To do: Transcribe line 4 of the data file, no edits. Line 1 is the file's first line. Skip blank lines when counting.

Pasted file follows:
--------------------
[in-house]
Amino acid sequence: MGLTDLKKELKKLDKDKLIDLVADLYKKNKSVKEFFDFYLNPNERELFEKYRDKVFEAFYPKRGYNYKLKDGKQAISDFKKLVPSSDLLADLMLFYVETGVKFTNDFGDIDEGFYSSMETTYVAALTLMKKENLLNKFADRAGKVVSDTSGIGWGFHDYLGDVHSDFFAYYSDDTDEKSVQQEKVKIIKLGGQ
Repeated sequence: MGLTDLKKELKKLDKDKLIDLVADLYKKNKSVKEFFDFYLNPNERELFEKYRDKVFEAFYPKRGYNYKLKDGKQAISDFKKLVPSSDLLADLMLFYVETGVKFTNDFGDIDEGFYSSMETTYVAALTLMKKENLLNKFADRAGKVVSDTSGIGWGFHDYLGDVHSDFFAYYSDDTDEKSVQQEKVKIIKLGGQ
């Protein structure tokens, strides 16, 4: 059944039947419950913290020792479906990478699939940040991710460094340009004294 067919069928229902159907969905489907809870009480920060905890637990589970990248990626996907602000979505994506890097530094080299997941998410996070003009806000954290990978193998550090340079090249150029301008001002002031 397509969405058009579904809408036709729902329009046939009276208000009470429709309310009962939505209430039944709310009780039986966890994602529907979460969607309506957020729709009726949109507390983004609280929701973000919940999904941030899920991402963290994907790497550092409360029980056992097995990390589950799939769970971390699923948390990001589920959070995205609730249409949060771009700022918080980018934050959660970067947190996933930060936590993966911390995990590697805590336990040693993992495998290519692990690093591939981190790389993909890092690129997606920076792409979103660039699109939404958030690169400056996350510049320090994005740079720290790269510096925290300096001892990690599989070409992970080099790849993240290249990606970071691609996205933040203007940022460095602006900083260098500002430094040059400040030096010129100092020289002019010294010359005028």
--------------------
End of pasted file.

């Protein structure tokens, strides 16, 4: 059944039947419950913290020792479906990478699939940040991710460094340009004294 067919069928229902159907969905489907809870009480920060905890637990589970990248990626996907602000979505994506890097530094080299997941998410996070003009806000954290990978193998550090340079090249150029301008001002002031 397509969405058009579904809408036709729902329009046939009276208000009470429709309310009962939505209430039944709310009780039986966890994602529907979460969607309506957020729709009726949109507390983004609280929701973000919940999904941030899920991402963290994907790497550092409360029980056992097995990390589950799939769970971390699923948390990001589920959070995205609730249409949060771009700022918080980018934050959660970067947190996933930060936590993966911390995990590697805590336990040693993992495998290519692990690093591939981190790389993909890092690129997606920076792409979103660039699109939404958030690169400056996350510049320090994005740079720290790269510096925290300096001892990690599989070409992970080099790849993240290249990606970071691609996205933040203007940022460095602006900083260098500002430094040059400040030096010129100092020289002019010294010359005028």